Smooth sailing of functions: Mayor vows to solve water shortage, sanitation problem

Ansar Aziz envisages plan to streamline civic issues

Shahzad Anwar July 22, 2016
“Proper feasibility studies would be carried out before launching any new development project.” PHOTO: FILE

ISLAMABAD: Faced with enormous challenges ahead, Islamabad Mayor Sheikh Ansar Aziz has dispelled the impression that the bureaucracy is placing hurdles for the smooth functioning of the metropolitan corporation.

“We are working on a blueprint to give a major facelift to Islamabad with the main focus on water, sanitation, health and infrastructure development before we get the requisite funding from the federal government in the form of grants,” Aziz said in an interview with The Express Tribune.

Aziz became the first mayor of the Islamabad Metropolitan Corporation (IMC) after being appointed to a reserved technocrat seat on the platform of the Pakistan Muslim League-Nawaz (PML-N). He said that the PML-N government in the centre has issued special directives to bureaucrats to cooperate with local government representatives to make the IMC fully functional.

Aziz, who holds an MBA degree and operates a construction firm, is known to be a close confidant of Prime Minister Nawaz Sharif. The relationship reportedly blossomed after the Sharif family gave him contracts to develop their properties in Murree and Jati Umra, Lahore.

The Islamabad mayor said that all efforts would be made to bridge the gap between rural and urban areas in terms of provision of civic facilities including healthcare.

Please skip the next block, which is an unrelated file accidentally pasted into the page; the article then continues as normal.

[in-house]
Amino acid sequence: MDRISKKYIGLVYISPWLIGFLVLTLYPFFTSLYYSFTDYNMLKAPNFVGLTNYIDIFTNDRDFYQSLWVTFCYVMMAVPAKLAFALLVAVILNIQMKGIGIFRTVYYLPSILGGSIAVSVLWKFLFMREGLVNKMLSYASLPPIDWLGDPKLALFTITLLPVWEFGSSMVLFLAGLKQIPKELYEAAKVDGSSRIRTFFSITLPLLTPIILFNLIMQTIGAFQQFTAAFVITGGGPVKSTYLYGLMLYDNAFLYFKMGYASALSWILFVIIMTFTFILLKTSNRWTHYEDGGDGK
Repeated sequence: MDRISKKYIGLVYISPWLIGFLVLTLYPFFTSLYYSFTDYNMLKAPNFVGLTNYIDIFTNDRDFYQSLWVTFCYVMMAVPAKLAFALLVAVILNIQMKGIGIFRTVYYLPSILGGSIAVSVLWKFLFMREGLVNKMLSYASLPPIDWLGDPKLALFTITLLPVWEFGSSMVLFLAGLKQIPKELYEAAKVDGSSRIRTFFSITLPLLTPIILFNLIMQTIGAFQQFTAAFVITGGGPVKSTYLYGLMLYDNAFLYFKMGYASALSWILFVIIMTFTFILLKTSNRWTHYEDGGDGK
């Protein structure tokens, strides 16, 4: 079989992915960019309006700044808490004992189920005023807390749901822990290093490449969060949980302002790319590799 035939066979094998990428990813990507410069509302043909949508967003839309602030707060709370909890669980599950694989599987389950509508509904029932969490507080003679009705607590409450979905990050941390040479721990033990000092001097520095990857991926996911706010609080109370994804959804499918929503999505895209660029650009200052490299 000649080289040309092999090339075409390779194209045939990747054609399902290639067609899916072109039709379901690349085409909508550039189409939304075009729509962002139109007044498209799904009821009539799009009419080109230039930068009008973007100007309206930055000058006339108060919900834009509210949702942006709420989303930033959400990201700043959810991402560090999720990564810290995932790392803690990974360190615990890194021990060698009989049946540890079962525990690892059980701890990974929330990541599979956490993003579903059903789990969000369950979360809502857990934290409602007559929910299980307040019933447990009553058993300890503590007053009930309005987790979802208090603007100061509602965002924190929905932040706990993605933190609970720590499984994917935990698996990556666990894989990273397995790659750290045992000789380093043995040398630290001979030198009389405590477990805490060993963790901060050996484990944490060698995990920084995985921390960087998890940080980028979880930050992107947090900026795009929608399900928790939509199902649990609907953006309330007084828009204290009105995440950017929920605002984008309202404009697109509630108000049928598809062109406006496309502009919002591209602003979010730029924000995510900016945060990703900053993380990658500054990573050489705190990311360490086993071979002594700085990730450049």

He said that water lines would be laid from Ghazi Barotha to Islamabad on a priority basis to meet the needs of Rawalpindi and Islamabad for the next 50 years.

Aziz said that water projects had been lingering for the past 12 years due to some reservations from Sindh.

“On our request, the prime minister discussed the issue with the Sindh government. At the last meeting of the Council of Common Interests, Sindh gave consent for the project to go ahead,” Aziz claimed.

He said that work on the project would kick off soon as the prime minister has approved a special grant for the scheme.

“New building regulations and bylaws would be developed to ensure that construction does not allow for raw sewage to mix in with natural waterways,” Aziz said while explaining that new sewage lines would also be installed in the city to address the existing issue of polluted fresh water bodies.

He said that no one would be allowed to build along waterways without prior approval from local union councils.

The mayor said that the prime minister had approved Rs5 billion for roads of Islamabad and the Capital Development Authority (CDA) had started haphazard work on recarpeting.

“I stopped the CDA from doing further carpeting work. Instead, this amount would be spent on priority projects identified by local government representatives with a major focus on neglected areas.”

“We will revamp all institutions to improve their performance to better serve the masses,” Aziz said, adding that they were focused on resolving all civic problems, old and new, at the earliest.

“Issues piled up after the CDA cut back on some civic services due to confusion around power sharing and department control issues,” he admitted.

While taking about financial constraints, he said the IMC demanded Rs10 billion from the finance ministry to meet non-development expenditure in the current fiscal year, “While the prime minister has promised to provide special grants for development projects.”

He said that the IMC was in its preliminary stage and they did not have the budget to unilaterally start developments projects.

“Proper feasibility studies would be carried out before launching any new development project.”

When asked about illegal housing societies, he said that new rules and regulations would be introduced to regularise them, and existing CDA building bylaws would be revamped to strictly enforce laws so that such illegal societies did not crop up.

He said that tenders would be sought from firms to identify landfill sites and to dispose of solid waste from rural as well urban areas.

Published in The Express Tribune, July 22nd, 2016.


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